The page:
Here comes the Christmas Eve!
When Christmas was introduced to China, the Chinese fell in love and made it their own. It's widely celebrated today, especially by the young people, but hardly any of its Western connotations remain: it's more like a Valentine's Day without flowers and chocolates. Instead, we have apples and oranges!
The tradition has its roots in homophones. "Christmas Eve" is translated to 平安夜 (píng ān yè, the evening of peace) which sounds like 苹果 (píng guǒ, apple). On Christmas Eve, an apple as a gift is no longer called 苹果, but 平安果 (píng ān guǒ, the fruit of peace).
In order to show the person how lasting your love is, the apple shouldn't come easy. You can't just buy it from a corner store — you need to beg for it! (Of course, not from the corner store owner.) You have to buy the apple with 24 one jiao coins, asked for from 24 friends with 24 different last names. One jiao equals 10 cents or, in Chinese, "shí fēn (十分)" which sounds the same as "perfect." And 24 friends? One explanation is that there are 24 solar terms in the lunar calendar so it represents a whole year.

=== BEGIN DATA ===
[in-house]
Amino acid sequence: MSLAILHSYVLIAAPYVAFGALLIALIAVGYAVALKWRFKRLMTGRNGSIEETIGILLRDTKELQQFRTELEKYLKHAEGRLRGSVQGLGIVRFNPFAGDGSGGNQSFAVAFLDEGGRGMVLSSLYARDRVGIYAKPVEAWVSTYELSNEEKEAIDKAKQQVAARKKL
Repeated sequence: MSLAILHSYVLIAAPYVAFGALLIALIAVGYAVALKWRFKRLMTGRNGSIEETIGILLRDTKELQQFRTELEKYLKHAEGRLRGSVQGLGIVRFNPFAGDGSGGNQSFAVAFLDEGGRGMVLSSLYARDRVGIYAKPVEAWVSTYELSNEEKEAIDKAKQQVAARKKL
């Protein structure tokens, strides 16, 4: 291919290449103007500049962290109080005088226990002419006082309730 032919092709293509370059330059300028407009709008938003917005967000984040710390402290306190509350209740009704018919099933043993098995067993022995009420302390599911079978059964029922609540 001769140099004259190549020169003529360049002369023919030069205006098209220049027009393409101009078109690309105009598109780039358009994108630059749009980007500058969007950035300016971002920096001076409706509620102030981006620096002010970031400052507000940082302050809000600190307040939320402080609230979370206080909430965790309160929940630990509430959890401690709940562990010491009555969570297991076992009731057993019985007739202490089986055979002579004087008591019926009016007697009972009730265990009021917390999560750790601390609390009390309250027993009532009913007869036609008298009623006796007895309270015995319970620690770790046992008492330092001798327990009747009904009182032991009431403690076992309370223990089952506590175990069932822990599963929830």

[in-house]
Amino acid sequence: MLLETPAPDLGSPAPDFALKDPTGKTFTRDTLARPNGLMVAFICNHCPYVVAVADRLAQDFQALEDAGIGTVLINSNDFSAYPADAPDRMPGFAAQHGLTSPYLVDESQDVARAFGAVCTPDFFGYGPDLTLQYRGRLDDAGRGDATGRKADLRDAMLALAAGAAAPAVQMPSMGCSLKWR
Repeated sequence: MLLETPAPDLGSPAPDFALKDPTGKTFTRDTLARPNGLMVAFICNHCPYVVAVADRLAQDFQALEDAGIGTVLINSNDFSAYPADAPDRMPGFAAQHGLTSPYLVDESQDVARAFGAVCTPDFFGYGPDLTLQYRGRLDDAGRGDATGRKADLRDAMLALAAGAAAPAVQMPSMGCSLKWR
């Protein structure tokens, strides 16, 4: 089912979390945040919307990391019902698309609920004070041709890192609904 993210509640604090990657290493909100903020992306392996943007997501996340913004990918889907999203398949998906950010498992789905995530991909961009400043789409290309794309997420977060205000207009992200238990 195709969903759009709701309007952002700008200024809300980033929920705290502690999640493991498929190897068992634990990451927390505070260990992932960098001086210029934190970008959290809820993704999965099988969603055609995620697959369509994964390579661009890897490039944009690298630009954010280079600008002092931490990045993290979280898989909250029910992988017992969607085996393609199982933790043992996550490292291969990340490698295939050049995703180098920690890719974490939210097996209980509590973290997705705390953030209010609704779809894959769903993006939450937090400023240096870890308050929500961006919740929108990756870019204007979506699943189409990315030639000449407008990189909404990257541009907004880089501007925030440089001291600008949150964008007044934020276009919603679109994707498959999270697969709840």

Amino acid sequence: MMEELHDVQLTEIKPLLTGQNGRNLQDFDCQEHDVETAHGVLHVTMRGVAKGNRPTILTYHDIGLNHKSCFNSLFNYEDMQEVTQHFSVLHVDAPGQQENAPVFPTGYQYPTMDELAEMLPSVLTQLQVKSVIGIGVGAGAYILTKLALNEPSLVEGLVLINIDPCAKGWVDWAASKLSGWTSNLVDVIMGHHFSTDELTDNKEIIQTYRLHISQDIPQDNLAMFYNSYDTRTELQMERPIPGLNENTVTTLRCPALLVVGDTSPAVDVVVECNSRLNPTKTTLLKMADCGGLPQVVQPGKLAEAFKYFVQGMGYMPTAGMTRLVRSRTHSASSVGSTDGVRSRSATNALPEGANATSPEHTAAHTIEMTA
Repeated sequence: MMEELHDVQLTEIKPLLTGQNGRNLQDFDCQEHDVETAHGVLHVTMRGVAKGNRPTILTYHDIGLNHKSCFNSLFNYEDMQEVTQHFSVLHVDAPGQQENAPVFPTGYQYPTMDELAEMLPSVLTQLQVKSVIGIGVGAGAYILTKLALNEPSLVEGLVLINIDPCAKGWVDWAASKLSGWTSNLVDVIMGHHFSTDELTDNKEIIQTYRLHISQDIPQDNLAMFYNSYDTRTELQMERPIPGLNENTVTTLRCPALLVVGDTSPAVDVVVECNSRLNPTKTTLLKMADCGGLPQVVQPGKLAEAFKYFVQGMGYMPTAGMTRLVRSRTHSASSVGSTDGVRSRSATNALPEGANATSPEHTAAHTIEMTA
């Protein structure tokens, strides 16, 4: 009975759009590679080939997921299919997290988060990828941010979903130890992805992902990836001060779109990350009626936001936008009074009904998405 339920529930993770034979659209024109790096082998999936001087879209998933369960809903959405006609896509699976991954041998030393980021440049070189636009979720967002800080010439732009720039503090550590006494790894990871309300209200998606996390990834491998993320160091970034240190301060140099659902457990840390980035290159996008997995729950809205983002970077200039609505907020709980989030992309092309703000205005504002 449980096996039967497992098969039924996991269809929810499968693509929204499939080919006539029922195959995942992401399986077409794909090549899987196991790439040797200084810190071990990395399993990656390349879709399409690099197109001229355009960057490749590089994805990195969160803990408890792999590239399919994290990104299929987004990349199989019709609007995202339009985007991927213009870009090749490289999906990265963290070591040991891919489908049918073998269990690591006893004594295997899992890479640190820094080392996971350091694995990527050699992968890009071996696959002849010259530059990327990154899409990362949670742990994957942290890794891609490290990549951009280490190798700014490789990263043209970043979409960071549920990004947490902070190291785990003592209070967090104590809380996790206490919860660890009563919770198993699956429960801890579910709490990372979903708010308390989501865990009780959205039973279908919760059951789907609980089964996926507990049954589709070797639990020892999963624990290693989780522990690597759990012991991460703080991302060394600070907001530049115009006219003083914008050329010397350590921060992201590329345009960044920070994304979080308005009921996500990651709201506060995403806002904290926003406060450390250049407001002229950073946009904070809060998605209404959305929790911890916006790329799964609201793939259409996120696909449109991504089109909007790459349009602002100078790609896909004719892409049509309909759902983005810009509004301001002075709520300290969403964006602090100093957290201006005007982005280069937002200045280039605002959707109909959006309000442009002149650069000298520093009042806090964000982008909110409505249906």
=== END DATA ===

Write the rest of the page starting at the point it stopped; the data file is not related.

On receiving such a valuable apple, remember to give an orange in return. Orange (橙,chéng) sounds like "sincere (诚)" and "success (成)." So an orange is no longer just an orange—it's a heartfelt wish of "xīn xiǎng shì chéng" (心想事成; May all your wishes come true).
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